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Silvergate Becomes Takeover Bait As Crypto Bank’s Depositors Flee

Silvergate Capital’s plunging stock price is threatening the crypto-friendly bank’s independence after the company revealed more than two-thirds of its deposits were withdrawn in Q4.

Citing “a transformational shift” in the cryptocurrency industry that led to multiple bankruptcies last year, Silvergate provided preliminary results for the final quarter that showed its deposits from digital-assets customers–the bulk of its business–shrank to $3.8 billion at year-end from $11.9 billion on September 30.

The bank was quick to point out that it held cash and equivalents of $4.6 billion on December 31, allowing it to more than meet withdrawals from all of its crypto-related customers. But the shrinkage of a business that held $14.1 billion of digital-currency-sector assets at the start of last year and a stock-market capitalization that has fallen to $398 million from $4.5 billion since that time, put its continued existence as a standalone company in doubt. The shares lost 43% of their value on Thursday, sliding to $9.40.

Speaking on a conference call to explain its release of the Q4 metrics, executives raised the possibility that Silvergate might find itself a takeover target, Yahoo reported, based on its bargain price. Such a transaction might get a push from federal regulators, such as the Office of the Comptroller of the Currency (OCC).

“Someone’s going to have to come to Silvergate with the examiners and figure out something by Monday because it’s getting a little out of hand and this is a licensed entity,” says Paul Schulte, founder and editor of Hong Kong-based Schulte Research, which provides information on banks and financial technologies. “I’m gonna bet you that the OCC is going to be in Silvergate offices over the weekend. They’re going to have to do a bank cleanup, figure out who’s at risk, how much is at stake here, who is on the hook, and who is potentially going to lose. Can they make something happen before they open up on Monday to keep this from spreading?”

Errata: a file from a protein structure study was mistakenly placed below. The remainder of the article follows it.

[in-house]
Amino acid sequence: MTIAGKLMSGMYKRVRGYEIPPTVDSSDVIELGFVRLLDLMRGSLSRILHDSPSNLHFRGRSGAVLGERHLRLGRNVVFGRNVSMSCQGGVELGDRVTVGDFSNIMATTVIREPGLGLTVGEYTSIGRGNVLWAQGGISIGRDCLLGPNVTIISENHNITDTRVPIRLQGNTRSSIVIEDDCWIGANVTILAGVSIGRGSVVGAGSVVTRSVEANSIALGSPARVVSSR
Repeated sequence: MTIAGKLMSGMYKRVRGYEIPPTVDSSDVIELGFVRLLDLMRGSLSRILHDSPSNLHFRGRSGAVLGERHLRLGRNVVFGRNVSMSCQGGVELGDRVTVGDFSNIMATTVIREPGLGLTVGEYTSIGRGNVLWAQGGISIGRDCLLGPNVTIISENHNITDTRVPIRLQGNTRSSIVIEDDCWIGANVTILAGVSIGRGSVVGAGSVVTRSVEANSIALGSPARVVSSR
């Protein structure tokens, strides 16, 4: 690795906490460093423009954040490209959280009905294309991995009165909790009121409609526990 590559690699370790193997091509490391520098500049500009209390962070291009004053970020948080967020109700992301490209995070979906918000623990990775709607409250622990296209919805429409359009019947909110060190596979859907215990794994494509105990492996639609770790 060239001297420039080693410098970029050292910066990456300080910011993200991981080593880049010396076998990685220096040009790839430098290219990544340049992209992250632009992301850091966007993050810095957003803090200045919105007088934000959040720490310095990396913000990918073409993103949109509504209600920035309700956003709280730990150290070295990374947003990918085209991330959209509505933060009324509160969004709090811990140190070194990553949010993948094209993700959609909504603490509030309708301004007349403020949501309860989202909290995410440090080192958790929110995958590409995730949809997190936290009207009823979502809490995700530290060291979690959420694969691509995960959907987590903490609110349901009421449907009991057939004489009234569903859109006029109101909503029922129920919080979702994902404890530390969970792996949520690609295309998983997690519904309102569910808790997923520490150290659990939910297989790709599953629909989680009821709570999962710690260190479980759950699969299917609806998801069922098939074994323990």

He compared the situation to the 2008 rescues of Washington Mutual and Wachovia, which became destabilized by the U.S. housing crisis and were absorbed by larger rivals.

Silvergate has not immediately responded to Forbes’ request for comment.

The company’s problems stem from the almost year-long decline in the cryptocurrency markets, which has led many of its clients to pull back from digital assets. To fund the wave of withdrawals, which coincided with the unraveling of high-profile client FTX, Silvergate sold $5.2 billion worth of debt securities at a $718 million loss and said it would lay off 40% of its staff (about 200 people).

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Despite the crypto upheaval, the Silvergate Exchange Network, the bank’s real-time payments platform, continued to operate with an average daily trade volume of $1.3 billion in Q4, rising from $1.2 billion in the previous quarter.

The bank announced that it had shelved plans to launch its own stablecoin. It recorded a $196 million loss related to its write-off of the assets of Diem, a stablecoin project founded by Meta, which Silvergate acquired last year.

The report did not include details of Silvergate’s balance sheet or income statement; the company is set to publish its quarterly and annual earnings report on January 17. The company rode the crypto boom to great heights, with its stock gaining more than 1,700% from its $12 per share 2019 initial public offering to the late 2021 peak of $220.

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